1 Treatment principles topenlarge
A1.3 fractures are glenohumeral dislocations with associated tuberosity fractures. Almost all of these involve the greater tuberosity and those will be discussed here.
Reduction of the glenohumeral joint should be performed as an emergency procedure. Once the glenohumeral joint is reduced, A1.3 becomes an A1.2 or even an A1.1 fracture and is treated accordingly.
The greater tuberosity fragment tends to be displaced superiorly and posteriorly due to the pull of the rotator cuff (supraspinatus and infraspinatus tendon). If the greater tuberosity heals with displacement (5 mm or more), it may impinge upon the coracoacromial arch, limiting motion, and producing pain. In this position, it provides a shorter lever arm for the supra- and infraspinatus tendons, and thus weakens them.
2 Reduction of the glenohumeral joint top
Reduction of the glenohumeral joint should be performed as an emergency procedure.
There are various techniques to reduce the glenohumeral joint.
- Combined traction technique
- Modified Stimson technique
Unless reduction is carried out very soon after dislocation, analgesia or anesthesia are typically necessary. An initial attempt with conscious sedation may succeed. If not, general anesthesia with complete muscle relaxation may be required. If closed reduction is unsuccessful, open reduction may be necessary.
Combined traction technique
The patient is placed supine on a table. The injured arm is pulled longitudinally and, with the help of a second person, laterally as well.
A sheet around the chest may be used for counter-traction.
Modified Stimson technique
In the modified Stimson technique the patient is placed prone with the shoulder beyond the lateral edge of the table. A weight is attached to the wrist. Over time the musculature becomes fatigue and/or relaxed so that the humeral head reduces spontaneously, or with gentle manipulation.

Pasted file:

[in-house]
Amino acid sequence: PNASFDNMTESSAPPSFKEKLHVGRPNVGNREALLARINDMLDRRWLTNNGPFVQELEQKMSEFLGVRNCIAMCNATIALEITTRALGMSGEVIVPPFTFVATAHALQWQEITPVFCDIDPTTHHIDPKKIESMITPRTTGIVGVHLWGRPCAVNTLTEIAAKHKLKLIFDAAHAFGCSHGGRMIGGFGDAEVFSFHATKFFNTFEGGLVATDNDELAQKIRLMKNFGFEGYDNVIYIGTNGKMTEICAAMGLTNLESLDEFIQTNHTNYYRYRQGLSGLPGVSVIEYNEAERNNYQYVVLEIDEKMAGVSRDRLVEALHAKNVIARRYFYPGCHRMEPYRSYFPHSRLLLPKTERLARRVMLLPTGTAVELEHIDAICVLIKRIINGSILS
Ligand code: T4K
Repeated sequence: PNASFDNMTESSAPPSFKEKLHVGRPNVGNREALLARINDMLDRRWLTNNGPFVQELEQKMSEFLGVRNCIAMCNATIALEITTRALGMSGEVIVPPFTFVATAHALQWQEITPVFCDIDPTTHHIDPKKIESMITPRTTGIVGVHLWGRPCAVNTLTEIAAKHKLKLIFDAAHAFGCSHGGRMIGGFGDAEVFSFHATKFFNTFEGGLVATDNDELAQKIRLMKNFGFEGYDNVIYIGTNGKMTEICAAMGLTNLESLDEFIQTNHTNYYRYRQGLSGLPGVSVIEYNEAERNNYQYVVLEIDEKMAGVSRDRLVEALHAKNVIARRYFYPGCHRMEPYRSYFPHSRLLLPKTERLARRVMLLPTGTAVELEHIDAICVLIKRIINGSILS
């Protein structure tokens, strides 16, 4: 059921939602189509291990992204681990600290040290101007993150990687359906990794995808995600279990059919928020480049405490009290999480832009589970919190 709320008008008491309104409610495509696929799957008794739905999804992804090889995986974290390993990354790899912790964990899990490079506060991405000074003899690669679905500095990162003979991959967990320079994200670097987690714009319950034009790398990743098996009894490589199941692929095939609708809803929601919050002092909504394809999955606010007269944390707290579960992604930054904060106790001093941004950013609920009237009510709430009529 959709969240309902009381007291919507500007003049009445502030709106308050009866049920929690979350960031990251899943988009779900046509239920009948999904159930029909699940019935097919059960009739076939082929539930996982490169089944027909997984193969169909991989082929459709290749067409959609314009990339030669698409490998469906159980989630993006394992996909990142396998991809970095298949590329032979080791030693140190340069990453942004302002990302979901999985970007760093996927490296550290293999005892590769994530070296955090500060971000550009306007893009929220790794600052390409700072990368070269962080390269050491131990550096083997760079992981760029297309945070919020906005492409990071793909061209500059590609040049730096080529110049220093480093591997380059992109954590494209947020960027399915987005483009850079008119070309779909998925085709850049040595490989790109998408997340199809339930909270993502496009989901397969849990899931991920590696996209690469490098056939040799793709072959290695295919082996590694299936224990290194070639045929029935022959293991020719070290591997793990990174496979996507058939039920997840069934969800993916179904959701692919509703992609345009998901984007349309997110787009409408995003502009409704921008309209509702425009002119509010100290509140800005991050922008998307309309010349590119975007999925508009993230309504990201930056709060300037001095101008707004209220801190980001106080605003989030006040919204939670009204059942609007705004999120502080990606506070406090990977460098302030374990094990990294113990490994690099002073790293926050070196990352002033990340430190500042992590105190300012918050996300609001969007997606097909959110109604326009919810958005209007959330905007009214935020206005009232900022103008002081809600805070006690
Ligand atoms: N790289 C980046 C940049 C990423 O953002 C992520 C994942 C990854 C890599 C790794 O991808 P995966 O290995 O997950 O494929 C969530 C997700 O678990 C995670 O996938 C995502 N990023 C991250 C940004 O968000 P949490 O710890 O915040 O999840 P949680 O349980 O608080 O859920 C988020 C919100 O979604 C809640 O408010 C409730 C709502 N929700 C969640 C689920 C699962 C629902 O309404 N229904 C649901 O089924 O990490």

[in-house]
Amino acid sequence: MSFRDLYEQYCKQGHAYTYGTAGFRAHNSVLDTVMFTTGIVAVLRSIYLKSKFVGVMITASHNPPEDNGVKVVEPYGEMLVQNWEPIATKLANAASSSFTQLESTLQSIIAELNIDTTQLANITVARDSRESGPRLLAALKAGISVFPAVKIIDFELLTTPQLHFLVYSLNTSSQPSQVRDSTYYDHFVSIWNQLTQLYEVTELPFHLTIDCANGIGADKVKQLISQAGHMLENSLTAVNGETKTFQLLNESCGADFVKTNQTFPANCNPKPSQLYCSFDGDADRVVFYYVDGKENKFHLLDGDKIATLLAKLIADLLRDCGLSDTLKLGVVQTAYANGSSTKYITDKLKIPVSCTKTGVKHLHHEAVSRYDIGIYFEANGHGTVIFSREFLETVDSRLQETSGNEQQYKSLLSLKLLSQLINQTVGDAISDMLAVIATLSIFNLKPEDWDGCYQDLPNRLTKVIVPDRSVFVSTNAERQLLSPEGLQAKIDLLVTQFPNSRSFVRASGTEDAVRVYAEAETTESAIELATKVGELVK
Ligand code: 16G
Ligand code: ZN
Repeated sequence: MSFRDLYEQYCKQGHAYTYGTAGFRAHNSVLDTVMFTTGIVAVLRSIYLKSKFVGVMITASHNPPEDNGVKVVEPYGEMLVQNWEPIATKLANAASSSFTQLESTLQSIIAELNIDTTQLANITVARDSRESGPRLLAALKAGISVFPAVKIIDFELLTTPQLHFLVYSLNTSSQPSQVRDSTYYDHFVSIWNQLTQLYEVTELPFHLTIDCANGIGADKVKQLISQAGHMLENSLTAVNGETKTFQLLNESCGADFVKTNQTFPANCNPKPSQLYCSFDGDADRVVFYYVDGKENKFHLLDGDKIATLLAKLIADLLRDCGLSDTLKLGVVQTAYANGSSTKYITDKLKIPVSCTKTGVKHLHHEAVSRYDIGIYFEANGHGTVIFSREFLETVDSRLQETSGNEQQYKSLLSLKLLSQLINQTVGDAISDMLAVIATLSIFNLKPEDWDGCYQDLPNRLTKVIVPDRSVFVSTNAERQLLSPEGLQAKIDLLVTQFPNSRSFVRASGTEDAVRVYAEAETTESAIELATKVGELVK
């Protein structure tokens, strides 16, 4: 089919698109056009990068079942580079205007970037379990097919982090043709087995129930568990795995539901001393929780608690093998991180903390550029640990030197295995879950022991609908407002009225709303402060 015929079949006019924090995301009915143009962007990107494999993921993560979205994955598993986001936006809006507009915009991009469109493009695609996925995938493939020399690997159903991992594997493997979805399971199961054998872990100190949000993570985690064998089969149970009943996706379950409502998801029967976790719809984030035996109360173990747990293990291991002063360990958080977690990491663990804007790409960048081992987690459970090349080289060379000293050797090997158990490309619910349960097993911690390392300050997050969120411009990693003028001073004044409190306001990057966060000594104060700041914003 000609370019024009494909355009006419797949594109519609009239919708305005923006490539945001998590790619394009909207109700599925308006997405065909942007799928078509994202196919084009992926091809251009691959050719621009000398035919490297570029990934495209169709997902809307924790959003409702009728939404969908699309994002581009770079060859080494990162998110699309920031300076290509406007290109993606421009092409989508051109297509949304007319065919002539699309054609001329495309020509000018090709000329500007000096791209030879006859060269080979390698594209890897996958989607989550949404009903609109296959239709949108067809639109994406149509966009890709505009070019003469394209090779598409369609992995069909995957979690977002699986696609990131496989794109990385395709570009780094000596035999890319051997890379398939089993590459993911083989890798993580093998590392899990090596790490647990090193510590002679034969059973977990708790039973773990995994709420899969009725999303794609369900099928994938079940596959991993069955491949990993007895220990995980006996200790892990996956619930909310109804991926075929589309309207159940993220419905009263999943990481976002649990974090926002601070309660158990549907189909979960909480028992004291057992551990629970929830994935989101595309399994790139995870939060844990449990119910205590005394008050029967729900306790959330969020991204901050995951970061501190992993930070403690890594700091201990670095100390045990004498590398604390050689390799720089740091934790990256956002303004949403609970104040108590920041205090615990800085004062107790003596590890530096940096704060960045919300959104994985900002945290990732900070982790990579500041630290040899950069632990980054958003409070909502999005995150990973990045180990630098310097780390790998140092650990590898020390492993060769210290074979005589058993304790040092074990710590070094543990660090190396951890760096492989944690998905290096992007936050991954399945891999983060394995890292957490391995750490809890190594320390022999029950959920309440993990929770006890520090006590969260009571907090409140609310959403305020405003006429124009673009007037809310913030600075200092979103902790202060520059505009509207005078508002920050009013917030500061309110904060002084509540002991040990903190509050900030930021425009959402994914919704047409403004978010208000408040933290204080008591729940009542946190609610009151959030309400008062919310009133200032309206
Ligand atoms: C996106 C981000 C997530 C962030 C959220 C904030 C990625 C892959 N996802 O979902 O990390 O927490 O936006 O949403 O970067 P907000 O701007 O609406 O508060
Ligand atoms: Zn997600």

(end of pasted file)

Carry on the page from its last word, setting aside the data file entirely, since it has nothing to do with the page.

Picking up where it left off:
Confirmation of reduction
The reduction is confirmed by x-ray. One should pay special attention to obtain a true AP view in order to confirm the glenohumeral reduction. Look carefully at the greater tuberosity, and determine its degree of displacement accurately.
3 Reduction and temporary fixation of the greater tuberosity topenlarge
Reduction of the greater tuberosity
One can try to reduce the greater tuberosity closed, though this is unlikely to succeed. A manipulative reduction with a threaded pin through a stab incision under image intensification often works. If not, open reduction is required.
Closed reduction maneuver
In a slender patient, with the arm slightly abducted, it may be possible to press the greater tuberosity fragment into position with your thumb.
Under image intensifier control, make a small stab incision over the lateral aspect of the greater tuberosity fragment. Spread the deltoid muscle gently and insert a small elevator, ball-spiked pusher, or hook. To reduce the greater tuberosity, apply the instrument to its upper border and …
… push it into its bed.
Temporary fixation of the greater tuberosity
The K-wire(s) is inserted while the reduction is maintained with the instrument.
Confirmation of reduction
Reduction and proper placement of the K-wire should be confirmed under image intensifier control.
4 Fixation of the greater tuberosity topenlarge
It is the surgeons preference whether to use 3.5 mm cannulated lag screws (as illustrated) or small fragment screws.
Note: Washers might be advisable with osteoporosis or fragmentations. Generally, they are not preferable as they make the screw heads more prominent and may result in shoulder impingement.
If the greater tuberosity fragment is large, two screws may be used for better fixation.
Note: make sure to avoid the axillary nerve by placing the second screw rather proximal.
Once osteosynthesis is completed remove all K-wires.
Check fixation by image intensification.